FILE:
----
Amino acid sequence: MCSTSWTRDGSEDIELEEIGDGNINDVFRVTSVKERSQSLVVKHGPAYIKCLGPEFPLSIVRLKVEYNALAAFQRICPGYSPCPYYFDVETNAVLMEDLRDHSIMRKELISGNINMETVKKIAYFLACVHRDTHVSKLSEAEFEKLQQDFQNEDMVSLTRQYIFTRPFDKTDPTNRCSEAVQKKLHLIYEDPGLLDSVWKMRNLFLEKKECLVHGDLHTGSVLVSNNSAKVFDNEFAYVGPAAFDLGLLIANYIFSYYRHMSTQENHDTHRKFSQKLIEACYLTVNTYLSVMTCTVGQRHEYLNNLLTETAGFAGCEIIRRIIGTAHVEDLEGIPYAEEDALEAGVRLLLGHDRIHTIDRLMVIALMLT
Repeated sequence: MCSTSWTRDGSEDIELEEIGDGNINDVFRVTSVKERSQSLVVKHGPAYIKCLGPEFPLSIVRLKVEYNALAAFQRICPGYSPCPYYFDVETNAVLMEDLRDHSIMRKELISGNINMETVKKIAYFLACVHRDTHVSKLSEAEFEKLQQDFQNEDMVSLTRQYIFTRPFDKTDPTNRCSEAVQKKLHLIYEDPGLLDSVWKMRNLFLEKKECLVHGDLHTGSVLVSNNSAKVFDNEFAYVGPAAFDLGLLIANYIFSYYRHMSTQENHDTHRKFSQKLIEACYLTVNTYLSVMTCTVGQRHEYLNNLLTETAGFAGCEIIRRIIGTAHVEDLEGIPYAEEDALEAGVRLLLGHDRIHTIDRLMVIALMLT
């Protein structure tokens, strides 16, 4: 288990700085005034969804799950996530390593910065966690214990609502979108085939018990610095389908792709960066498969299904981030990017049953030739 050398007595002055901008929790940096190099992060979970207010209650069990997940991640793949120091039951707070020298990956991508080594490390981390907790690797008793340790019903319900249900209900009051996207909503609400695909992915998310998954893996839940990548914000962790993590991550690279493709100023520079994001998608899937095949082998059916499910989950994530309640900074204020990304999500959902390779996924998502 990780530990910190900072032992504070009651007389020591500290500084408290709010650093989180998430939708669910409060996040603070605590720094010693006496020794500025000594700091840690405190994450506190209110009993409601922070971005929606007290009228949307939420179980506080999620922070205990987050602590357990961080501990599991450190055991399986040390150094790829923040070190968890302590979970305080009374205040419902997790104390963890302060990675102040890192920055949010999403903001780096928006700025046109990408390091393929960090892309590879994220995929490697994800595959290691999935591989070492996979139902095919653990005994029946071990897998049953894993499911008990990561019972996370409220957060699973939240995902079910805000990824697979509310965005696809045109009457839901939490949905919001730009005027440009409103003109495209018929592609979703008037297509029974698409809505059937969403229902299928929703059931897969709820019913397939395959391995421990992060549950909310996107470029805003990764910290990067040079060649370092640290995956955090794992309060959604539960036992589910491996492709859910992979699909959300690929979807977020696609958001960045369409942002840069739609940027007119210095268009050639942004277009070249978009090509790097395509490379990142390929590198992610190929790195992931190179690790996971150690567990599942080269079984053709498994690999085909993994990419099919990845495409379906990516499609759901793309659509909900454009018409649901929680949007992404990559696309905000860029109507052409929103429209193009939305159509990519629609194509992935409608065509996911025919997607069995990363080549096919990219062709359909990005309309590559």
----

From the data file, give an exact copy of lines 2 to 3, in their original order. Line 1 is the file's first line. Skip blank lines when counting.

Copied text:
Repeated sequence: MCSTSWTRDGSEDIELEEIGDGNINDVFRVTSVKERSQSLVVKHGPAYIKCLGPEFPLSIVRLKVEYNALAAFQRICPGYSPCPYYFDVETNAVLMEDLRDHSIMRKELISGNINMETVKKIAYFLACVHRDTHVSKLSEAEFEKLQQDFQNEDMVSLTRQYIFTRPFDKTDPTNRCSEAVQKKLHLIYEDPGLLDSVWKMRNLFLEKKECLVHGDLHTGSVLVSNNSAKVFDNEFAYVGPAAFDLGLLIANYIFSYYRHMSTQENHDTHRKFSQKLIEACYLTVNTYLSVMTCTVGQRHEYLNNLLTETAGFAGCEIIRRIIGTAHVEDLEGIPYAEEDALEAGVRLLLGHDRIHTIDRLMVIALMLT
């Protein structure tokens, strides 16, 4: 288990700085005034969804799950996530390593910065966690214990609502979108085939018990610095389908792709960066498969299904981030990017049953030739 050398007595002055901008929790940096190099992060979970207010209650069990997940991640793949120091039951707070020298990956991508080594490390981390907790690797008793340790019903319900249900209900009051996207909503609400695909992915998310998954893996839940990548914000962790993590991550690279493709100023520079994001998608899937095949082998059916499910989950994530309640900074204020990304999500959902390779996924998502 990780530990910190900072032992504070009651007389020591500290500084408290709010650093989180998430939708669910409060996040603070605590720094010693006496020794500025000594700091840690405190994450506190209110009993409601922070971005929606007290009228949307939420179980506080999620922070205990987050602590357990961080501990599991450190055991399986040390150094790829923040070190968890302590979970305080009374205040419902997790104390963890302060990675102040890192920055949010999403903001780096928006700025046109990408390091393929960090892309590879994220995929490697994800595959290691999935591989070492996979139902095919653990005994029946071990897998049953894993499911008990990561019972996370409220957060699973939240995902079910805000990824697979509310965005696809045109009457839901939490949905919001730009005027440009409103003109495209018929592609979703008037297509029974698409809505059937969403229902299928929703059931897969709820019913397939395959391995421990992060549950909310996107470029805003990764910290990067040079060649370092640290995956955090794992309060959604539960036992589910491996492709859910992979699909959300690929979807977020696609958001960045369409942002840069739609940027007119210095268009050639942004277009070249978009090509790097395509490379990142390929590198992610190929790195992931190179690790996971150690567990599942080269079984053709498994690999085909993994990419099919990845495409379906990516499609759901793309659509909900454009018409649901929680949007992404990559696309905000860029109507052409929103429209193009939305159509990519629609194509992935409608065509996911025919997607069995990363080549096919990219062709359909990005309309590559």